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Slieve Russell has seen a great increase in their profit margins, here’s why


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The Slieve Russell Hotel saw a massive upsurge in profits during the year up to June 2022 as Covid restrictions started to ease and revenue rose. The Cavan property, previously owned by the Quinn business empire, has been in the possession of the Irish Bank Resolution Corporation (IBRC) since 2011 and will soon go up for sale in order to settle a portion of past debts to Anglo Irish Bank incurred by the Quinn Group.

The hotel earned nearly €4.4m on a turnover of €16.5m – a marked improvement on the prior year, when the pandemic had a heavy toll on the hospitality industry. Valued at €22.3m and with €6.5m in cash on its balance sheet, the Slieve Russell Hotel Ltd – the hotel’s ultimate parent company – has a debt of €66m to IBRC and a net shareholders’ deficit of €41.7m.

The IBRC liquidators are making a big push this year to recuperate funds for the State by getting rid of the remaining assets of the wide-reaching property portfolio held by the Quinn family. In March, they agreed to sell the 128-bedroom Holiday Inn in Nottingham for around £11.9m (€13.5m), previously owned by Aoife Quinn, Seán Quinn’s second-youngest daughter. In February, the Barge, a familiar pub by Dublin’s Grand Canal, was sold for €3.75m.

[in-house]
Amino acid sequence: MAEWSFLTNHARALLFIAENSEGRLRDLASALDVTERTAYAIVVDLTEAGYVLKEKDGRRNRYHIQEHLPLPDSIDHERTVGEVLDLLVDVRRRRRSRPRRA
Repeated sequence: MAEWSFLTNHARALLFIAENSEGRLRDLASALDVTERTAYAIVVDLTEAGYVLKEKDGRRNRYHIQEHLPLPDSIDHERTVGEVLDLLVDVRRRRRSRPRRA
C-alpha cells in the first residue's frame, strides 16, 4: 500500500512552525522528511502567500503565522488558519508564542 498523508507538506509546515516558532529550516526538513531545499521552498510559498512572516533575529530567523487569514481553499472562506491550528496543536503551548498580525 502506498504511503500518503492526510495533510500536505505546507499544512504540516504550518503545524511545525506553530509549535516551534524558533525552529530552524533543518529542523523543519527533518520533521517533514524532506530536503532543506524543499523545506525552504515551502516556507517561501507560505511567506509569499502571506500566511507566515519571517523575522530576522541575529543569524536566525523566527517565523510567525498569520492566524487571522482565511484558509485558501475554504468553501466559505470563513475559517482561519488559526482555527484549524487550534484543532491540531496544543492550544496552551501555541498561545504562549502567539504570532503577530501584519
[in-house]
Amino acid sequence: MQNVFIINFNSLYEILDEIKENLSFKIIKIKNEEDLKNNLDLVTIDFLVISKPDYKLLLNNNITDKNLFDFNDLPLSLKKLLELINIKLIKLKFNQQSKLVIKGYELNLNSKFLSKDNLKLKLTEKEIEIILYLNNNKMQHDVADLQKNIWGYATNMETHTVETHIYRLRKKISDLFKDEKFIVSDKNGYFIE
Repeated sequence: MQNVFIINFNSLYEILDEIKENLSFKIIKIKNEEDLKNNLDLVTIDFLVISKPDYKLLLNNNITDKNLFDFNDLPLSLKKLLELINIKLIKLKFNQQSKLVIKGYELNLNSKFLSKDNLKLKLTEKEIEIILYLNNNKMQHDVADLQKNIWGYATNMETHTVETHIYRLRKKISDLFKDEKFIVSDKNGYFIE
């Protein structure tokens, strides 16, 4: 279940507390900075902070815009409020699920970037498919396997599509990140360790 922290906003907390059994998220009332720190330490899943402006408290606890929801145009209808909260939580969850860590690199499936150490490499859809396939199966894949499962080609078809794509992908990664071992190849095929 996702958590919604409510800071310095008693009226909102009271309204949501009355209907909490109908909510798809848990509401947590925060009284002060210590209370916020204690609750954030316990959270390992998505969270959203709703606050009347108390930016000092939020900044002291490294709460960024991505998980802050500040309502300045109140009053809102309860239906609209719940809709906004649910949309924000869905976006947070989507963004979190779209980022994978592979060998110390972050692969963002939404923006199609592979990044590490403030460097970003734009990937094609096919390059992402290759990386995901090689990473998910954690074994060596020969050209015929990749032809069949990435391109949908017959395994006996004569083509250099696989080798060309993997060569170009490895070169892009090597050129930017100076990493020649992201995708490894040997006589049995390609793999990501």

The Q City office complex in Hyderabad, India is expected to be next on the market, with an estimated worth of €65m. The Hilton Prague, a 791-bedroom conference hotel, could possibly be sold next year, following its refurbishment, with a value of up to €250m.

The Slieve Russell’s financial obligation to the defunct Anglo Irish Bank is linked to loans taken out in January 2007, due for repayment at the end of 2008. This payment couldn’t be met as the Quinn Group was already facing economic hardship due to decreasing property values and bad investments by its founder. Receivers were appointed by IBRC in April 2011.

The accounts indicate that the Slieve Russell is expected to make a profit and generate positive cash flow this year, with a loan payment to IBRC of €2.5m made last year.

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Owen is an excited writer with over 10 years of experience in the newspaper industry. Born and raised in Ireland, Owen developed a passion for writing and journalism at a young age. He pursued this passion by studying journalism in college and quickly landed a job as a reporter at a local newspaper. Over the years, Owen worked his way up the ranks in the newspaper industry, eventually becoming one of the top editors in the company.

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